Michael Enright was a good interviewer, but Sunday Edition suffers, like the BBC, from a problem. It is admirable that CBC, like the BBC, should strive to be ‘fair and balanced’, but it is not always easy to see what that means in practice. Is it fair and balanced to give equal time to people who think that the earth is flat and those who think it is spherical (OK, an oblate ellipsoid)? Perhaps, but it also
quite misleading because it can easily convey a very distorted idea of the balance of informed opinion. In this case the flat-earthers are the homeopaths and other alternative medicine advocates. That would not matter so much if the interviewers had enough knowledge of the subject to pin down the falt-earth advocates with the sort of penetrating questions that people like John Humphrys (of the BBC’s Today programme) are so very good at. When it comes to science, though, the flat-earthers tend to get away with murder, and the public can easily be left with a very distorted view. Which “expert” should they believe? If I had been given the option, I would have loved to debate the problems of alternative medicine directly with Trinh and Seely I could have asked then a few questions that Enright missed.
Let’s take a look at what happened at the follow-up.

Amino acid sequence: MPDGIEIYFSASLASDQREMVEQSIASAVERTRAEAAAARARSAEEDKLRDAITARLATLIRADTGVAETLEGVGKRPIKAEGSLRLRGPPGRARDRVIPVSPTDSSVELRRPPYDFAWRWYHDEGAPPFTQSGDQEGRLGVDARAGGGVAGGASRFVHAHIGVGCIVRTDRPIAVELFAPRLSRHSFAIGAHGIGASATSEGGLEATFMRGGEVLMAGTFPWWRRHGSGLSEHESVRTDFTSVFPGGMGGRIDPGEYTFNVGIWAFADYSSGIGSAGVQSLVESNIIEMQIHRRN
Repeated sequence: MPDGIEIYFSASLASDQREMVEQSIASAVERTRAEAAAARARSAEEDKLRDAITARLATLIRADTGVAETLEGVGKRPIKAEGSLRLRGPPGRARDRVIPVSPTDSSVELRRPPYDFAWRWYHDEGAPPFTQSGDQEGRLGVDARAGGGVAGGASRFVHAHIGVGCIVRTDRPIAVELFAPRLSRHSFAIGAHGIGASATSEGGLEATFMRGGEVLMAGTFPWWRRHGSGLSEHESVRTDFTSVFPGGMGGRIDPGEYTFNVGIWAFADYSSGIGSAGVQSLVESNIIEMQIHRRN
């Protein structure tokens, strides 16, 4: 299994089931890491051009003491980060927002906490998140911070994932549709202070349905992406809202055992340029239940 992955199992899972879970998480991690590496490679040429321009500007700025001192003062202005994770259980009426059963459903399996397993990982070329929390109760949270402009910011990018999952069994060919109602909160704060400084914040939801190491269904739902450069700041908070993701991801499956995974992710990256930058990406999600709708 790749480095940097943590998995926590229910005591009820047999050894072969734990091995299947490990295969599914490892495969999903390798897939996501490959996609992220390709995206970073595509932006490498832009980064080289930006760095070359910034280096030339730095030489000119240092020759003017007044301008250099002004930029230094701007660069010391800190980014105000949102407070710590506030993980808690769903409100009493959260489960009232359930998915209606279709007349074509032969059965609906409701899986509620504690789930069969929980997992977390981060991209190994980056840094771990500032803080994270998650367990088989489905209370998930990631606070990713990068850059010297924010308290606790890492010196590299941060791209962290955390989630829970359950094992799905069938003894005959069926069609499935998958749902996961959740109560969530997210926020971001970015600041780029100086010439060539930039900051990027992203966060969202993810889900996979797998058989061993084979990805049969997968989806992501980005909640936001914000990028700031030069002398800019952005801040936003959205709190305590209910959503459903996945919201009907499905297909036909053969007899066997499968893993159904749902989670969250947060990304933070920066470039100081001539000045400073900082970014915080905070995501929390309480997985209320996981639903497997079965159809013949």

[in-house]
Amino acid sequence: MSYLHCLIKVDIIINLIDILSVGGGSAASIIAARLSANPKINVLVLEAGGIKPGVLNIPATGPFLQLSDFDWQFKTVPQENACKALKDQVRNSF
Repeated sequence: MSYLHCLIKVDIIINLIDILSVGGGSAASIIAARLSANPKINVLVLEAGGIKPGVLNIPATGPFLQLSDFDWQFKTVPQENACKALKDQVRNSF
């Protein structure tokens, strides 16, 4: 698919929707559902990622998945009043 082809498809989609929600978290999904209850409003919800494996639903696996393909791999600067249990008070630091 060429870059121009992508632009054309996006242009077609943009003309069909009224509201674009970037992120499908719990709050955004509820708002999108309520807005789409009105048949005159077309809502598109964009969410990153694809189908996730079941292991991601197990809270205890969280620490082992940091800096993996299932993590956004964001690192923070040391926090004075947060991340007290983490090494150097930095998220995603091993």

Quackery at McMaster University
McMaster is one of many universities in North America that has chosen to betray the intellectual tradition of the enlightenment by buying into superstition (see the roll of shame here). The ‘contemporary medical acupuncture program appears to run under the aegis of the anaesthesia
department, though the fact that is doen’t appear on the department’s front page suggests there may be some embarrassment about it. The medical acupuncture program itself, has separate web pages which don’t seem to be on the McMaster server at all (they are on a private server, ThePlanet.com Internet Services, Inc.
As so often, these pages pay lip service to an ‘evidence based’ or ‘scientific’ approach, while doing nothing of the sort. In his CBC interview Kien Trinh agreed (twice) with my contention that trials had shown that it doesn’t matter where you put the needles. But then he failed totally to draw the obvious conclusion that ‘meridians’ are mumbo jumbo. He went right on taking the conventional mystical view of meridians and “energy” flow. Like most proponents of alternative medicine, Trinh seems to live in some sort of parallel universe in which the normal rules of logic don’t apply.